Friday, September 6, 2013

9/6/2013 Rim Fire Extended Air Quality Report

Rim Fire, Air Quality Resource Advisor Report             Friday, September 6, 2013
 Prepared by: Ron Sherron, Leland Tarnay, Sharon Grant, and Ryan Bauer
Key Points:
  • Fire has burned 246,350 acres and is 80% contained.  About 9,000 acres of growth occurred over the past two days, the majority of it yesterday in the Clavey River drainage.
  • RH is expected to dropoff steeply as the temperatures rise, with ridgetop RH forecasted to be in the low 10’s to 20’s across the fire.  Haines index is forecasted as 5 today meaning with higher instability, plume dominated fire behavior is likely as is the possibitliy of for spotting.  It will be breezy again across the fire as upcanyon winds are enhanced by slope alignment.  Continually warmer and drier conditons are expected through the weekend.
  • The fire saw an uptick in behavior as the south-southwesterly winds aligned with the Clavey River Drainage in Division K/L.  Several spot fires occurred and a well defined column was present. #1 Priority is to line the spots and continue to hold Divisions K and L. Division Z will continue mop-up and scout out best route to tie the line into the rocky ground east of Cherry Lake. Two NPS Wildfire Modules will begin working the eastern side of the fire to  check the spread in the rocks. Firing was completed in Division P and mop-up will begin today. Divisions A,B,D, and E were all calm.

Figure 1 Rim fire operations map for 9/6/2013 with MODIS satellite heat detections from 07:30 today (orange dots represent activity within past 12-24 hrs, red dots represent activity within past 6-12 hours) showing location of the  firing operation completed in Div P (orange), and spot fires resulting from yesterday’s activity  in the Clavey River drainage (yellow).

Figure 2 Rim fire infrared perimeter from 9/5/2013 with MODIS satellite heat detection and visible satellite image from 16:30, 9/4/2013 showing location of fire highest fire activity and outline of visible smoke.

Figure 3 Rim fire infrared perimeter from 9/5/2013 and satellite image from 09:00 9/6/2013 of visible smoke, showing air quality monitoring locations.

Satellite imagery from this morning shows the main body of smoke from the Rim Fire extending north over Pinecrest and Bear Valley (Figure 3). Air quality monitors in those locations reported impacts in the unhealthy range this morning. Smoke pooled overnight in Markleeville and Minden, where air quality reached the unhealthy ranges (figure 4).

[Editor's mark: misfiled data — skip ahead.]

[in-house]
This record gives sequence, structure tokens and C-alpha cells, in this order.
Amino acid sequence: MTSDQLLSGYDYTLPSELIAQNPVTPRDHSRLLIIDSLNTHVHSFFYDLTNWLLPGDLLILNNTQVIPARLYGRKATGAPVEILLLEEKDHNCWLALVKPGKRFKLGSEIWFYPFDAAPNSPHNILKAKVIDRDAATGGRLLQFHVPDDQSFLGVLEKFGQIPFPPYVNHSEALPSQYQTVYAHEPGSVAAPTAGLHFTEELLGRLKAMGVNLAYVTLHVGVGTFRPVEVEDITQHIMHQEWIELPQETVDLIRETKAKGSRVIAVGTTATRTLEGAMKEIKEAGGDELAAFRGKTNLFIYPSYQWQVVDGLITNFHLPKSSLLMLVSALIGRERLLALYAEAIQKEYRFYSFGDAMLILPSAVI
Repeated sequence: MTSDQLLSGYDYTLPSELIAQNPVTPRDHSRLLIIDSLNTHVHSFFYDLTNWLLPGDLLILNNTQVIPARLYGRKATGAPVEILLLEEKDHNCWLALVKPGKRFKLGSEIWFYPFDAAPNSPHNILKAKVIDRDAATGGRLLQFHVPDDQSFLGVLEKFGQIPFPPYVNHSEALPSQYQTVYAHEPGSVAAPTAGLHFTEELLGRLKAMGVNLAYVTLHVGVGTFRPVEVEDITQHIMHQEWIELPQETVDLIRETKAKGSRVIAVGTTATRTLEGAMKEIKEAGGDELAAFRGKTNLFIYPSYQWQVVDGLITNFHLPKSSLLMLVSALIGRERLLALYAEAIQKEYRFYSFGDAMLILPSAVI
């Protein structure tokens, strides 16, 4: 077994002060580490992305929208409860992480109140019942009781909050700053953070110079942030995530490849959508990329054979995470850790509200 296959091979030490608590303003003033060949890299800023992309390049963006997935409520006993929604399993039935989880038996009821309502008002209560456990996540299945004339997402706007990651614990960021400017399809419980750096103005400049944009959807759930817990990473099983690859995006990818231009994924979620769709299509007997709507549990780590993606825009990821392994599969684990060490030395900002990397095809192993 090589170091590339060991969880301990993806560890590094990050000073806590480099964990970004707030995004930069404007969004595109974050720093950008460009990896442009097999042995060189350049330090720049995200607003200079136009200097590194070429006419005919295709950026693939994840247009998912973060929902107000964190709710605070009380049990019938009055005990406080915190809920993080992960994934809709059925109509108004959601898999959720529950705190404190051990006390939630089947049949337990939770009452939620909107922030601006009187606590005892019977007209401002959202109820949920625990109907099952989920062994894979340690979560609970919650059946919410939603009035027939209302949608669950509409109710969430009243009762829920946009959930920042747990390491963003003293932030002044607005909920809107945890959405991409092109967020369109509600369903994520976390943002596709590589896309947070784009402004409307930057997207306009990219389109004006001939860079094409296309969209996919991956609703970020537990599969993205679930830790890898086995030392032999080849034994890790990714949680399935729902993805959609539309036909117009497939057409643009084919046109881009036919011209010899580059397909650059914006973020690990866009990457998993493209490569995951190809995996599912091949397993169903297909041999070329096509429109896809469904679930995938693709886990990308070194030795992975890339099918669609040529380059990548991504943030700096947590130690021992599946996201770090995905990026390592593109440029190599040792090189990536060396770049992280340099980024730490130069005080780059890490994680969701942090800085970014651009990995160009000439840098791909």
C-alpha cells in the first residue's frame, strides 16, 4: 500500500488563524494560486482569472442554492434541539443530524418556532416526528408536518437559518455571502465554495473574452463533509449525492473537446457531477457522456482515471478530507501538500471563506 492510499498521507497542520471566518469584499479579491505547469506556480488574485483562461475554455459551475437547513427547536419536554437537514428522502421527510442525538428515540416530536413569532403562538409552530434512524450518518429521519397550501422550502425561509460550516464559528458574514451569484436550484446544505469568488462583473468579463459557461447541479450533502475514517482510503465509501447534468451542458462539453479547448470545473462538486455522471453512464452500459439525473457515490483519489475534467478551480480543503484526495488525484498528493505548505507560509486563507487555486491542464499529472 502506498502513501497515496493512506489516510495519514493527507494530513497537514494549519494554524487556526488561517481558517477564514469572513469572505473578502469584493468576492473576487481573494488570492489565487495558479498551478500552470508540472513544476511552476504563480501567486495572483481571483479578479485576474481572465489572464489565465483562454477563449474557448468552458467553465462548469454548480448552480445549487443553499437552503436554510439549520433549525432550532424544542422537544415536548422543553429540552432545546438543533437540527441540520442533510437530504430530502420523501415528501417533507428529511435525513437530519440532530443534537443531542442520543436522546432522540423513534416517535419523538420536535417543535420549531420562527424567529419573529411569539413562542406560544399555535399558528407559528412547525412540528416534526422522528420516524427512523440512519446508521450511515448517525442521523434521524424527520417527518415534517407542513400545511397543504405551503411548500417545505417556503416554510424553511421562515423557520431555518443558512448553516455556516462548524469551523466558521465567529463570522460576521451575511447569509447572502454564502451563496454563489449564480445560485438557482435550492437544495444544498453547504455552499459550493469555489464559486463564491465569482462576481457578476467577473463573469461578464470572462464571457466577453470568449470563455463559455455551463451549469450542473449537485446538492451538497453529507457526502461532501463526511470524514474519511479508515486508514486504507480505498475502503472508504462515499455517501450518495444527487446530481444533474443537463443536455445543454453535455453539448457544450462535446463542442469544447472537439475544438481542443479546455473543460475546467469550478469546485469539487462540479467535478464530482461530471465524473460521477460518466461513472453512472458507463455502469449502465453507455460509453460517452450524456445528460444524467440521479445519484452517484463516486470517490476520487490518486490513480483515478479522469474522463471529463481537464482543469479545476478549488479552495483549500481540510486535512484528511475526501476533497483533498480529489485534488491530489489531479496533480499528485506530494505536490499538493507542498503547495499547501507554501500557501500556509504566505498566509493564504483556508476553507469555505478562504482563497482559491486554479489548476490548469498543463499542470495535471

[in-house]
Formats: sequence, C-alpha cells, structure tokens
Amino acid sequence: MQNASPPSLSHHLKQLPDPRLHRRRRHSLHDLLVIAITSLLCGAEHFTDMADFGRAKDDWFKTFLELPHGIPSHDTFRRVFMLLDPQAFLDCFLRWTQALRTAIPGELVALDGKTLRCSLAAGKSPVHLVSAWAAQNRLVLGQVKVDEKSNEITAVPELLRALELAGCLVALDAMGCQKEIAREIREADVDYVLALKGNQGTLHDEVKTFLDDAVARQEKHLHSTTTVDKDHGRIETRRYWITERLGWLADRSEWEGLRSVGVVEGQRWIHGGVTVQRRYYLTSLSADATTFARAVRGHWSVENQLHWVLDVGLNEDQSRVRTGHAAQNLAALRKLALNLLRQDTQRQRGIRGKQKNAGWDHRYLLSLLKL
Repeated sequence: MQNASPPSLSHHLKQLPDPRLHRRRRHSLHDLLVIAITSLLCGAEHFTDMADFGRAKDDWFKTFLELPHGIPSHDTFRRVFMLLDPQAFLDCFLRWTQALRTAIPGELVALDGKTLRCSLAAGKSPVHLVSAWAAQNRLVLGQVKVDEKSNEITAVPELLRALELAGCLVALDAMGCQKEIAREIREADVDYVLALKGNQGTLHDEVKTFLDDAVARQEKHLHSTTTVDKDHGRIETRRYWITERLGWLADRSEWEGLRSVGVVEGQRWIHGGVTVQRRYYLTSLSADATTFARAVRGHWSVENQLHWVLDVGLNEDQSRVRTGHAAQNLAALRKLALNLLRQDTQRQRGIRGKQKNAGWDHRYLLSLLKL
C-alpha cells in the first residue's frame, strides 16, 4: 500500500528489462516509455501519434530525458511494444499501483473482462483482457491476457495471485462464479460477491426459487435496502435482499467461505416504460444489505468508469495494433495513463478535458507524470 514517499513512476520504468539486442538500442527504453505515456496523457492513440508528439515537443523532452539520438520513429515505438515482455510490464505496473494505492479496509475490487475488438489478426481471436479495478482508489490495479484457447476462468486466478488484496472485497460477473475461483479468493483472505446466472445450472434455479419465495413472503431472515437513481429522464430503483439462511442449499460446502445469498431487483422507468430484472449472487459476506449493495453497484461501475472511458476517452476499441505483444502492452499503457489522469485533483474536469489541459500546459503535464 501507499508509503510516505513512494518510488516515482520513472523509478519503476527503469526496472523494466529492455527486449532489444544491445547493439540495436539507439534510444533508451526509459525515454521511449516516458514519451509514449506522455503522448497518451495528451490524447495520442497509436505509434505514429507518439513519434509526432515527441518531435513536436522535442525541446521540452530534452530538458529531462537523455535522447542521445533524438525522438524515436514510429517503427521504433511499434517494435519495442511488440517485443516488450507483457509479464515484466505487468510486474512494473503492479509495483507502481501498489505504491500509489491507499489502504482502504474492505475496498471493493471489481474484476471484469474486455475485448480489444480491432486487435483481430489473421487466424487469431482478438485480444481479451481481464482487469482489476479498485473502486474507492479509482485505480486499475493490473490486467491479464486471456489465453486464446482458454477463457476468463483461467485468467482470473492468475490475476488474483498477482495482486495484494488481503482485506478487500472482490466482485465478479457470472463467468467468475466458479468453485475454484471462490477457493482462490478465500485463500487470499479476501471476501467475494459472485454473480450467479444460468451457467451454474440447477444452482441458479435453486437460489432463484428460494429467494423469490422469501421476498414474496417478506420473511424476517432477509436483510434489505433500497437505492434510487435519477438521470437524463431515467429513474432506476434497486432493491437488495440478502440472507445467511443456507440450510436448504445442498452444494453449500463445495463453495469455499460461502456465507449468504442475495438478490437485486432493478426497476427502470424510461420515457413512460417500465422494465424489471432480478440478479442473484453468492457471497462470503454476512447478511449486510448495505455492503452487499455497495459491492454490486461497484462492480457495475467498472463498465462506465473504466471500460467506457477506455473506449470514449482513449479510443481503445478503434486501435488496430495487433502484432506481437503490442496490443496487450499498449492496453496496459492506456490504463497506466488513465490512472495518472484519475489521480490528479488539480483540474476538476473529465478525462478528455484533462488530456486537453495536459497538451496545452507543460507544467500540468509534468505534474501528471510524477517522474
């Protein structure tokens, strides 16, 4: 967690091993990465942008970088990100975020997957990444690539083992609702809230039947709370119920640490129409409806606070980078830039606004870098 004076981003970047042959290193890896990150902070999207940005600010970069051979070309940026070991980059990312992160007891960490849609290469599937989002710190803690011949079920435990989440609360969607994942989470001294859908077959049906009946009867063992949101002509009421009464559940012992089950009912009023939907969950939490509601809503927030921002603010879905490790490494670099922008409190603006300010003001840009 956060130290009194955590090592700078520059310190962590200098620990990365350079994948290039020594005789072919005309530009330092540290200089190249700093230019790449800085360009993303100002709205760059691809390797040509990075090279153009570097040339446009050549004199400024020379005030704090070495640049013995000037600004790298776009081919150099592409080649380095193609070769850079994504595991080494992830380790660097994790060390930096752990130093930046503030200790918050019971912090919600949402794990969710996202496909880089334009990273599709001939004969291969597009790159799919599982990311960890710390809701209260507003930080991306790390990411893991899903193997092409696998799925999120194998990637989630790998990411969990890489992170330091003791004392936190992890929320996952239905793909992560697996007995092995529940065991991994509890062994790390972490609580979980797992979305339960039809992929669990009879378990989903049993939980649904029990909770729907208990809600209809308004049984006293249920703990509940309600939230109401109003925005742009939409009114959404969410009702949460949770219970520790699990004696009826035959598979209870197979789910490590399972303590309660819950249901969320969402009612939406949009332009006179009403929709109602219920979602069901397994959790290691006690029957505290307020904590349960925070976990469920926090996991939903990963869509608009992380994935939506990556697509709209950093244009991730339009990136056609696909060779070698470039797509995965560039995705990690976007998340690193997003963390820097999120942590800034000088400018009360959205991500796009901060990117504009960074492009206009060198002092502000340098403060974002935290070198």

Smoke settled down the Clavey River drainage into the Groveland and Lake Don Pedro area overnight due to the inversion (Figure 3). This is slightly different from yesterday’s impacts which were not as confined to the drainage allowing smoke to spread into Tuolumne City and Sonora.

Figure 4 3-hour average fine particulate (PM 2.5) concentration at five (5) monitoring locations downwind of the Rim fire with associated Air Quality Index (AQI) health hazard ranges and adjectives. All data are preliminary and have not undergone quality assurance review.
The air quality monitor at the Drew Meadow ICP was moved to a location farther from vehicle and generator emission sources. It is back up and running with acceptable data as of 15:00 9/3/2013. Smoke impacts continue during the morning hours each day at both base camps. Impacts continue to reach the unhealthy AQI range at Drew Meadow ICP for about 8 hours each day (Figure 5).

Figure 5 3-hour average fine particulate (PM 2.5) concentration in the Drew Meadow and Tuolumne City Incident Base Camps with associated AQI ranges and adjectives. All data are preliminary and have not undergone quality assurance review.

Figure 6 air quality monitoring sites in the Rim Fire area with Rim fire infrared perimeter from 9/3/2013.

Table 1 selected air quality monitor data and corresponding AQI rating, meanings, and recommendations with forecast levels for today. Data are preliminary and have not undergone quality assurance review.
Follow the links in the following table to view real-time air quality monitoring data for each site.

24-hour Avg PM2.5
3-hour Max PM2.5
Level of Health Concern


Actions to Protect Yourself
For Friday
Sept. 6, 2013
Yesterday, Sept. 5, 2013
La Grange
Greeley Hill
El Portal
Tuol. Mdws Reno
Air quality is satisfactory and poses little or no health risk
La Grange

Yosemite Vly
S. Lk. Tahoe Columbia Carson City

Air quality is acceptable for most. There may be moderate health concern for a small number of sensitive people.